This graph shows total nonfarm jobs (not monthly jobs created) in the economy. Total employment plummeted in the final year of the Bush administration in the recession's raging fury, bottomed out at the end of Obama's first year, and has risen continuously and quite steadily ever since. We've had a remarkable and indeed historic 8-year run of steady job creation which, again, Trump hasn't yet managed to screw up (poke, poke). See any Trump effect? I don't.

While we're at it, we may as well have a look at the unemployment rate.

The rate has declined steadily since its peak near the end of the Great Recession. Again, no visible Trump effect, even if Trump wants to crow about the drop from 4.7 to 4.1 percent during his brief tenure. I suppose any politician would, except Trump's crowing is always cruder, more flagrant and self-serving, and less indulgent of reality than normal political spin. But the rate of decrease in the unemployment rate under Trump is essentially identical to that under Obama over the final 7 years of the Obama administration. Things have been chugging along at this pace for the better part of a decade.

As I said, the unemployment rate requires some interpretation, because it incorporates workforce participation, which is the number of persons who are either employed or actively seeking employment. The unemployment rate can actually fall for perverse reasons, such as unemployed workers getting discouraged and dropping out (declining participation) of the workforce, as often happens in recessions. As an aside, the participation and unemployment rates come from a survey of households, which is different from the employment data, which comes from payroll statistics.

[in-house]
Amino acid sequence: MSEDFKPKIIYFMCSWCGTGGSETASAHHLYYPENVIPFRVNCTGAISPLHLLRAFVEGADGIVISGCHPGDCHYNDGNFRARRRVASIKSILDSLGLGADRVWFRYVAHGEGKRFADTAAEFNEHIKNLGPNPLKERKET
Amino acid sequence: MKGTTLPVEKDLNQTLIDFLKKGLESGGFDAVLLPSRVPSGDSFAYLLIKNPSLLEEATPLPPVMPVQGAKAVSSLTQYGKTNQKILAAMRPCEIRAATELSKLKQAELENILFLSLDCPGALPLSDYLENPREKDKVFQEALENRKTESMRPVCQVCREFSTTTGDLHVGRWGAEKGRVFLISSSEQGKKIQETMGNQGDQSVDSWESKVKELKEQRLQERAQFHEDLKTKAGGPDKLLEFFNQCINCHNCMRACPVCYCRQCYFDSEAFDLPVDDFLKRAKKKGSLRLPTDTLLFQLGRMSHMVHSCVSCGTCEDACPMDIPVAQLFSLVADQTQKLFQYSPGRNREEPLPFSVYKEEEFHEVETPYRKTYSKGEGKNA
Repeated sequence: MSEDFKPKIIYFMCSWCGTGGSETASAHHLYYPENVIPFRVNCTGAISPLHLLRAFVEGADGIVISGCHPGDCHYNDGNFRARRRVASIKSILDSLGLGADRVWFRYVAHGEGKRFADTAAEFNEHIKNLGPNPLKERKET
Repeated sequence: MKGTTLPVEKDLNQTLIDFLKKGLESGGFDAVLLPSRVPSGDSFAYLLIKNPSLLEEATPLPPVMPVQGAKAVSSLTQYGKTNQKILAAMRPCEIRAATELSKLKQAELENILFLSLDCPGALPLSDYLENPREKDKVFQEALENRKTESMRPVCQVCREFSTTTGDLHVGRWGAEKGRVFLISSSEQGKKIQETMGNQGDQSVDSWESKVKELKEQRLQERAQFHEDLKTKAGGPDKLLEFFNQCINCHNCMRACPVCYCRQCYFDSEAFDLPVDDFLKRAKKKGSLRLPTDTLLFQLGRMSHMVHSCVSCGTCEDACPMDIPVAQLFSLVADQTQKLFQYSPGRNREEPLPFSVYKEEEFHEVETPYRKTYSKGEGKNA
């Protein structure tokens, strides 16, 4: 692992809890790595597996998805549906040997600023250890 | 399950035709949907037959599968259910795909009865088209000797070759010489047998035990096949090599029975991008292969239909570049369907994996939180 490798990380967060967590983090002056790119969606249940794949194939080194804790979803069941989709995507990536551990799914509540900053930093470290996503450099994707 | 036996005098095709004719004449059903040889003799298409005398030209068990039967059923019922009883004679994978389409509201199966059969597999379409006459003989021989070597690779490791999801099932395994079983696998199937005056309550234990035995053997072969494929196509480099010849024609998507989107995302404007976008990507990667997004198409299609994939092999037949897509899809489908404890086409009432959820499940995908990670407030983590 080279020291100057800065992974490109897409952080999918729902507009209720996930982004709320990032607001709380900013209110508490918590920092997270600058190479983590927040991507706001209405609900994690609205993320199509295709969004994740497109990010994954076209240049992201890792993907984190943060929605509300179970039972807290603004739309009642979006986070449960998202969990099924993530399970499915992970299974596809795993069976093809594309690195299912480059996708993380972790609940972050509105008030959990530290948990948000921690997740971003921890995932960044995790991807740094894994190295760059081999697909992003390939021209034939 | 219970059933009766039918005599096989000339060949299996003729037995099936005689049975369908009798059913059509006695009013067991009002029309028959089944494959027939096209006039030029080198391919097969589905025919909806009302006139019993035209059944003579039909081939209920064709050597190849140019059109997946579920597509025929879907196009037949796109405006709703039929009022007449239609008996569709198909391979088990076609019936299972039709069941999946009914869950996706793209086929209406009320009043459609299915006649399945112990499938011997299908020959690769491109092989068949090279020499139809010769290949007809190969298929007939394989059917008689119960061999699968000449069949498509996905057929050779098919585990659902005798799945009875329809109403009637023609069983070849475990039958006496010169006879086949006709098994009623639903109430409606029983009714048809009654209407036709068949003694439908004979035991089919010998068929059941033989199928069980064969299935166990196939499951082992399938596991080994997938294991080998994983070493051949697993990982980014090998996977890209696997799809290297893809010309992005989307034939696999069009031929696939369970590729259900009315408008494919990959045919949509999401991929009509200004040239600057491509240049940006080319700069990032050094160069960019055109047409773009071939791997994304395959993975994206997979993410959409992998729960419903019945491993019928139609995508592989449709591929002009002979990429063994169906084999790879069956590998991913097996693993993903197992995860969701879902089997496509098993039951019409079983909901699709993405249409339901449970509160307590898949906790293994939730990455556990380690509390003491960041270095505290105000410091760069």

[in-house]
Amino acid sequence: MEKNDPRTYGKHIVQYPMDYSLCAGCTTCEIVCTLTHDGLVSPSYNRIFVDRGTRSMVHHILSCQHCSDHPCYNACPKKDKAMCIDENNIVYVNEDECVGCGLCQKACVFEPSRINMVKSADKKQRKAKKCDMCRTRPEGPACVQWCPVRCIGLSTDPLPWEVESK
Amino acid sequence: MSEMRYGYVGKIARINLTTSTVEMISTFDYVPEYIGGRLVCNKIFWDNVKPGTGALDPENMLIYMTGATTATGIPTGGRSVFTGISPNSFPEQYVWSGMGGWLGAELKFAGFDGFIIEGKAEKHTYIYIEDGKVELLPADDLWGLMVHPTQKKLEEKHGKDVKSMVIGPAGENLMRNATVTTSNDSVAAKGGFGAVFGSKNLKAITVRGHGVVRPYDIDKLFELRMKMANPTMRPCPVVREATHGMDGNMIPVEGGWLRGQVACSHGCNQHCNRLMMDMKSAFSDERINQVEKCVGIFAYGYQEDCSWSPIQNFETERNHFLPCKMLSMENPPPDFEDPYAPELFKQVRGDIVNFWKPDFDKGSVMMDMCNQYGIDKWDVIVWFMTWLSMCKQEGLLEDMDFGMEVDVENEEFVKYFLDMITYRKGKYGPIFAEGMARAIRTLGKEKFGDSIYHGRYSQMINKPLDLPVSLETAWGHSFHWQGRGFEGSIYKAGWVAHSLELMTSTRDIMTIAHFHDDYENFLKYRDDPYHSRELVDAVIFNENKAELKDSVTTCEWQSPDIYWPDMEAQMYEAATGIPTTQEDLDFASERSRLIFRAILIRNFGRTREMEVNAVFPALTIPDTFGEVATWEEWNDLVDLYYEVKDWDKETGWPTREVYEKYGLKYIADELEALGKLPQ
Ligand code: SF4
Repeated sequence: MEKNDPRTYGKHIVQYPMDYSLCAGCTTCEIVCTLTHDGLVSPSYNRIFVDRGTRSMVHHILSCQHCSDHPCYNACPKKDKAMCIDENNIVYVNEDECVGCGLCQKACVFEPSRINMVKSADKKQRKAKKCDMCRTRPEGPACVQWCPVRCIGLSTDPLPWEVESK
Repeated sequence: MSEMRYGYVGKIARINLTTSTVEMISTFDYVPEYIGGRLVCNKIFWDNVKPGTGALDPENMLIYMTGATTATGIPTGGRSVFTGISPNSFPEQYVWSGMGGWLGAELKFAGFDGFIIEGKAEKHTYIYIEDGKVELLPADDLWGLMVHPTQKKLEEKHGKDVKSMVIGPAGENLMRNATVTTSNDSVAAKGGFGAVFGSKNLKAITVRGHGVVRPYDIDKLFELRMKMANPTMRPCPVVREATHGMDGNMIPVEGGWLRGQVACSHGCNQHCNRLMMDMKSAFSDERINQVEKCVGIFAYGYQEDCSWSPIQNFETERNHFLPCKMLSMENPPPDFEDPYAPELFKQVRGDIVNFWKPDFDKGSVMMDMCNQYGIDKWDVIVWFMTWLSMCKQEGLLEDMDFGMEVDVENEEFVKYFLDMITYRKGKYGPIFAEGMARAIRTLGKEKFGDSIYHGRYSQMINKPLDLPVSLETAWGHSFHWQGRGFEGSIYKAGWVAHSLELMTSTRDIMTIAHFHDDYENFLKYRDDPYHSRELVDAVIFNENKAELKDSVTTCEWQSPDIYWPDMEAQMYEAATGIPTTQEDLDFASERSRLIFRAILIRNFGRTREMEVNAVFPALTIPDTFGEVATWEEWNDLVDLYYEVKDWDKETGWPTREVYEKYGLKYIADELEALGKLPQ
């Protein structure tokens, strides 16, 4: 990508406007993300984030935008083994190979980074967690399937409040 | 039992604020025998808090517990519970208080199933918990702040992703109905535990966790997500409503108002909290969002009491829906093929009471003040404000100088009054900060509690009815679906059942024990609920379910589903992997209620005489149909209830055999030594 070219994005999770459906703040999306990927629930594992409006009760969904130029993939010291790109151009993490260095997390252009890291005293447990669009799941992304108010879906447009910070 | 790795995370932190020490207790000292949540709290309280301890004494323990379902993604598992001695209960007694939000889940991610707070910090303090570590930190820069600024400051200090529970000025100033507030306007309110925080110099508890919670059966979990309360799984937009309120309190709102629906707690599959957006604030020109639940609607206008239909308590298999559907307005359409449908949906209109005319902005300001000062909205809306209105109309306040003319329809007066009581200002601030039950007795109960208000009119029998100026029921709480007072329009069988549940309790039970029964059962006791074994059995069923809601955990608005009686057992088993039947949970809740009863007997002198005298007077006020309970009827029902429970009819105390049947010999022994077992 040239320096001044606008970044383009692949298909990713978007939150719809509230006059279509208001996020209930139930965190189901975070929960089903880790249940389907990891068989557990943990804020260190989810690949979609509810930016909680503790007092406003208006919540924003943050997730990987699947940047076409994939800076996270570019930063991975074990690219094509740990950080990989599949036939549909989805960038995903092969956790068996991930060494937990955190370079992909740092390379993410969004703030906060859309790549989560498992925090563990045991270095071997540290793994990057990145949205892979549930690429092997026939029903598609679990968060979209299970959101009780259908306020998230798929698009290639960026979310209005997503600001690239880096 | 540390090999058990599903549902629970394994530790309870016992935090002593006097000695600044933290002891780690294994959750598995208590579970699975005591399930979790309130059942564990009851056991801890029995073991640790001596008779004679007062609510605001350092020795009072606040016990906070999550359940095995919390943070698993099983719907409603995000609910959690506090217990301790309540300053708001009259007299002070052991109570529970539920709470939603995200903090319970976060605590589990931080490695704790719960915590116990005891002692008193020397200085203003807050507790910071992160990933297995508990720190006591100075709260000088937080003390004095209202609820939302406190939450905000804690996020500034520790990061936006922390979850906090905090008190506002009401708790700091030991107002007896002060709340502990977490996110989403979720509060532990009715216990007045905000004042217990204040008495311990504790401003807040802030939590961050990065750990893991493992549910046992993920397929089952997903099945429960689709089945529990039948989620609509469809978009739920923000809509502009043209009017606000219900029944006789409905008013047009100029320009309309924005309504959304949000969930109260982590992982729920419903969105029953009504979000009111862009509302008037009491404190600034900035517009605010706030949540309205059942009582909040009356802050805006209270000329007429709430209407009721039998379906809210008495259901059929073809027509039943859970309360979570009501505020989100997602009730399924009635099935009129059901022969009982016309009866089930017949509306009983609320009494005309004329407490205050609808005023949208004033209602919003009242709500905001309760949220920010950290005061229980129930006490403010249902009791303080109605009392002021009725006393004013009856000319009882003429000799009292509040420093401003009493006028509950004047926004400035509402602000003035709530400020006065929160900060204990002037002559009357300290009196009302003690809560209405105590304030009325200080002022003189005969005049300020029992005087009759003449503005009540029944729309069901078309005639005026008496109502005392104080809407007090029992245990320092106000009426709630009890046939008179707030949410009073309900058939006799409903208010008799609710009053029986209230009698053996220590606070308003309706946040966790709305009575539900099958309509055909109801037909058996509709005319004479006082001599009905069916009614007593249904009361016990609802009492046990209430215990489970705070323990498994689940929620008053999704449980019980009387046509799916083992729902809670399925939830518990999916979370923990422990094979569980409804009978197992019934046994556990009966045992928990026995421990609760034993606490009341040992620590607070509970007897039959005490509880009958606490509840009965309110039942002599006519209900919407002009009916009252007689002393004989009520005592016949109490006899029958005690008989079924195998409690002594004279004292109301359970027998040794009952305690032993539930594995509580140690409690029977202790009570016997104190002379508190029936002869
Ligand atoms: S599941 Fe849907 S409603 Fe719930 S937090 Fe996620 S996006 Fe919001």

The unemployment rate ostensibly looks quite strong at present, but the workforce participation rate hasn't completely recovered to its level from before the recessiona matter of some curiosity and perhaps even consternation to economists. Low participation could make the unemployment rate appear better than it really is. Thus economists argue about how close to full employment (an economic concept that refers to the maximum employment the economy can sustain without inflation) we actually are. Most think quite close, although the rate could continue falling toward the 3.5 percent range. Another related curiosity is that wages haven't risen as fast as one would expect for such an apparently tight job market, although they are ticking up.

Finally, and deviating a little from the core point of this post, one reason (among many) that economists warn that the recently passed tax overhaul won't stimulate economic growth nearly as much as its proponents believe is that we appear to be scraping the bottle of the labor barrel. A surge in economic growth will require a lot more workers, but it's an open question whether they're out there to be had. An increase in the participation rate could possibly provide additional workers, but will it happen?